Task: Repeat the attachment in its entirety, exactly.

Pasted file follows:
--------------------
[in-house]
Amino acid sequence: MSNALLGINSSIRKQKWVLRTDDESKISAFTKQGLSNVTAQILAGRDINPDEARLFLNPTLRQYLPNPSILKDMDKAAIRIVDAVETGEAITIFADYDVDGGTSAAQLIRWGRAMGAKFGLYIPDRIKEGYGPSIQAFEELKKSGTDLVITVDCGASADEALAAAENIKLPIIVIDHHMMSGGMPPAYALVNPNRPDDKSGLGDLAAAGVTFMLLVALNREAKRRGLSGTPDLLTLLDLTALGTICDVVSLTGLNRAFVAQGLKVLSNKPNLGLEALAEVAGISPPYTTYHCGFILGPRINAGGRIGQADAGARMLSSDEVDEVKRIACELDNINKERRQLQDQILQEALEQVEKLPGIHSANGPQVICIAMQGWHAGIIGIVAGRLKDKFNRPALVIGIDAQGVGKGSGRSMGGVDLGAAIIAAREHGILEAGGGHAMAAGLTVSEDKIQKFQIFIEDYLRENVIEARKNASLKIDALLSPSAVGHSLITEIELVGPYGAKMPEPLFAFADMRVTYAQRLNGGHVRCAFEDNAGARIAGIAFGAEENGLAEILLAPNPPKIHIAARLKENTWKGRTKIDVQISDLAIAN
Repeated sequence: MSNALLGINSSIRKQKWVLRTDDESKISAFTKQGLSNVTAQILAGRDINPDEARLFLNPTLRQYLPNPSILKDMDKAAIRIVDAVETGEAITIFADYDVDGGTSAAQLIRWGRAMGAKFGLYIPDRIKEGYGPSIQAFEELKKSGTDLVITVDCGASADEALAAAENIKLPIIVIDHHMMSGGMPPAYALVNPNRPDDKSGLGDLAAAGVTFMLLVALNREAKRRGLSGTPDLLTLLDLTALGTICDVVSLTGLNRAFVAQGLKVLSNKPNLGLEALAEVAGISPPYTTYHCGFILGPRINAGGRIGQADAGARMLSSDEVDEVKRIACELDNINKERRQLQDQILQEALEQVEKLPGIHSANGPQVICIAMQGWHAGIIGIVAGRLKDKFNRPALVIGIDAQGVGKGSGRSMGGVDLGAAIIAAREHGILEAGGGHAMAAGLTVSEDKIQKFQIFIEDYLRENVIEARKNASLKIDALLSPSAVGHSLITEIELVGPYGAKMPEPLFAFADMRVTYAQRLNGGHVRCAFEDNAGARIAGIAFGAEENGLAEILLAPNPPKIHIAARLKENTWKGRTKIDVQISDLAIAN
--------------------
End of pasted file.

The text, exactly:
[in-house]
Amino acid sequence: MSNALLGINSSIRKQKWVLRTDDESKISAFTKQGLSNVTAQILAGRDINPDEARLFLNPTLRQYLPNPSILKDMDKAAIRIVDAVETGEAITIFADYDVDGGTSAAQLIRWGRAMGAKFGLYIPDRIKEGYGPSIQAFEELKKSGTDLVITVDCGASADEALAAAENIKLPIIVIDHHMMSGGMPPAYALVNPNRPDDKSGLGDLAAAGVTFMLLVALNREAKRRGLSGTPDLLTLLDLTALGTICDVVSLTGLNRAFVAQGLKVLSNKPNLGLEALAEVAGISPPYTTYHCGFILGPRINAGGRIGQADAGARMLSSDEVDEVKRIACELDNINKERRQLQDQILQEALEQVEKLPGIHSANGPQVICIAMQGWHAGIIGIVAGRLKDKFNRPALVIGIDAQGVGKGSGRSMGGVDLGAAIIAAREHGILEAGGGHAMAAGLTVSEDKIQKFQIFIEDYLRENVIEARKNASLKIDALLSPSAVGHSLITEIELVGPYGAKMPEPLFAFADMRVTYAQRLNGGHVRCAFEDNAGARIAGIAFGAEENGLAEILLAPNPPKIHIAARLKENTWKGRTKIDVQISDLAIAN
Repeated sequence: MSNALLGINSSIRKQKWVLRTDDESKISAFTKQGLSNVTAQILAGRDINPDEARLFLNPTLRQYLPNPSILKDMDKAAIRIVDAVETGEAITIFADYDVDGGTSAAQLIRWGRAMGAKFGLYIPDRIKEGYGPSIQAFEELKKSGTDLVITVDCGASADEALAAAENIKLPIIVIDHHMMSGGMPPAYALVNPNRPDDKSGLGDLAAAGVTFMLLVALNREAKRRGLSGTPDLLTLLDLTALGTICDVVSLTGLNRAFVAQGLKVLSNKPNLGLEALAEVAGISPPYTTYHCGFILGPRINAGGRIGQADAGARMLSSDEVDEVKRIACELDNINKERRQLQDQILQEALEQVEKLPGIHSANGPQVICIAMQGWHAGIIGIVAGRLKDKFNRPALVIGIDAQGVGKGSGRSMGGVDLGAAIIAAREHGILEAGGGHAMAAGLTVSEDKIQKFQIFIEDYLRENVIEARKNASLKIDALLSPSAVGHSLITEIELVGPYGAKMPEPLFAFADMRVTYAQRLNGGHVRCAFEDNAGARIAGIAFGAEENGLAEILLAPNPPKIHIAARLKENTWKGRTKIDVQISDLAIAN